Friday, September 23, 2016

The Morrison Effect

Doom Patrol Book One (Collects issues 19-34 of Doom Patrol Volume 2 1989-1990, 1992, 2004/ Collected 2016): written by Grant Morrison; illustrated by Richard Case, Doug Braithwaite, Scott Hanna, John Nyberg, Carlos Garzon, Simon Bisley, and Brian Bolland: DC's Doom Patrol was weird even when it was supposed to be a straightforward superhero team book in the 1960's. Revived in the 1980's, it really did become straightforward until, facing low sales, DC elected to hand the keys to the car to Scottish writer Grant Morrison in 1989. Morrison had already invaded the U.S. with Animal Man and Arkham Asylum. But Doom Patrol would soon become his weirdest 'mainstream' superhero work.

This new reprint volume collects the first third of Morrison's writing stint. It starts with a bang. A Borgesian bang, to be exact, as Morrison riffs on Jorge Luis Borges' strange story "Tlon, Uqbar, Orbis Tertius." An imaginary world is in the process of invading the Earth, and the Doom Patrol gets together to face it, reluctantly. 

While the wheelchair-bound genius The Chief, a.k.a Niles Caulder, and Cliff Steele, a human brain in the body of Robotman, remain from the first iteration of the Doom Patrol, Morrison adds new member Crazy Jane -- a survivor of childhood sexual abuse who now has at least 64 multiple personalities, all of them with superpowers -- and a modified old one, Negative Man, now renamed Rebis and consisting of an amalgam of a man, a woman, and a 'negative energy being.' Josh, a.k.a. Tempest, comes along from the second iteration of the Doom Patrol, but only if he gets to be the team's medical officer and isn't expected to play superhero on a regular basis. Dorothy Spinner, a holdover from the issues just before Morrison takes over, also functions as an occasional member of the team, with her occasionally erratic, reality-shaping powers.

Having survived the threat of the Scissormen and the invading, fictional world, the Doom Patrol moves into the Justice League's original, abandoned HQ on Rhode Island. But their work is never done. A creature calling itself Red Jack (a Star Trek: TOS reference) kidnaps a comatose former member of the Doom Patrol and takes her to his strange pocket universe. Dorothy's powers go haywire. 

There's more! The former Brotherhood of Evil reunites under the new leadership of Mr. Nobody and sucks all of Paris into a magical, reality-bending painting.  Crazy Jane retreats inside her own mind, forcing Cliff to take a telepathic voyage into the wonders and horrors of her fractured psyche. The Cult of the Unwritten Book threatens all of reality with erasure.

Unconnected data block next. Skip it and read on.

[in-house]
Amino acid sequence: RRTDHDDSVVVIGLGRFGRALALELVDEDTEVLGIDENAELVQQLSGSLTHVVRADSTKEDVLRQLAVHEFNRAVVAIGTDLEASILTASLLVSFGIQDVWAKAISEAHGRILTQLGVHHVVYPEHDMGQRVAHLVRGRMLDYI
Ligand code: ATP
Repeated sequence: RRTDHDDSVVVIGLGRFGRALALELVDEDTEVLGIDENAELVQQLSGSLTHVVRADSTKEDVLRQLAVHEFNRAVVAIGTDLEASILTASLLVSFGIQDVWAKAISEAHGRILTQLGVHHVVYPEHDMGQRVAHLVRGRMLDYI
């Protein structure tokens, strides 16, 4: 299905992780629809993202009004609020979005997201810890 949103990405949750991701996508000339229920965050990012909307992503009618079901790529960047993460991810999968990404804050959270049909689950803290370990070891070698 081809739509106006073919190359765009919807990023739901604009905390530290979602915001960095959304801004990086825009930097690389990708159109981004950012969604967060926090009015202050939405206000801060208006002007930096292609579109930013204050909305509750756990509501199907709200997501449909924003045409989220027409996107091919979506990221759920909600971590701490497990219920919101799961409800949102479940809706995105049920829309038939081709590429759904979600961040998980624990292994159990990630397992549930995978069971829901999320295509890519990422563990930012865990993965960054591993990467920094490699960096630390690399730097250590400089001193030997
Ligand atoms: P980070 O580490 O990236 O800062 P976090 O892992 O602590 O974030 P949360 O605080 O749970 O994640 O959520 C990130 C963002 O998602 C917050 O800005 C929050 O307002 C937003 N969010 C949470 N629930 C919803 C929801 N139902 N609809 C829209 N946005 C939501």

And The Brain and Monsieur Mallah, charter members of the Brotherhood of Evil, invade Doom Patrol HQ in order to secure Cliff's new and improved robot body for The Brain. The Brain is an evil, disembodied brain living in a jar. Monsieur Mallah is the super-intelligent, beret-and-bandolier-wearing gorilla he trained from birth to be his evil sidekick. And those last two are holdovers from the original, 'normal' rogue's gallery of the 1960's Doom Patrol! Somewhat fittingly, the last issue reprinted here has a title taken from a Smiths song.

Hoo boy. Fractured, self-mocking, postmodern, often poignant fun for the discerning superhero fan. And this volume is as normal as Morrison's run on the title gets! Handling most of the pencilling duties, Richard Case offers a seemingly straightforward, crisp art style that makes even the weirdest moments seem (mostly) plausible. And Morrison and Case keep things straightforward when it comes to page lay-out: there's no need to push the boundaries of lay-out. The weirdness is all inside the panels, so it's best one doesn't get too lost. And remember: 'dada' is French slang for 'hobbyhorse.' Highly recommended.


Batman: Gothic (Deluxe Edition) (1990/ Collected 2015): written by Grant Morrison; illustrated by Klaus Janson: Writer Grant Morrison's second major foray into the world of Batman (after 1989's Arkham Asylum) take the Dark Knight into a literary hellscape of nods to Faustus, Don Giovanni, Lord Byron's Manfred, Fritz Lang's M., Lewis's The Monk, Melmoth the Wanderer, and a host of other horrific antecedents. There's even an exquisitely detailed, Rube Goldbergesque death trap for Batman to escape.

Batman faces an enemy from his past -- his past as a schoolboy at a private school, that is, in the days before Bruce Wayne's parents were murdered and Bruce's journey towards Batman began. But the enemy threatens Gotham's major mobsters as well, whom this old enemy hunts for revenge. Klaus Janson supplies lots of moodiness and doom as artist. It's one of Batman's most nightmarish adventures, even with the typical splash of Morrisonian postmodernism. This would make a terrific Batman movie, live-action or animated. Come on, DC! Highly recommended.

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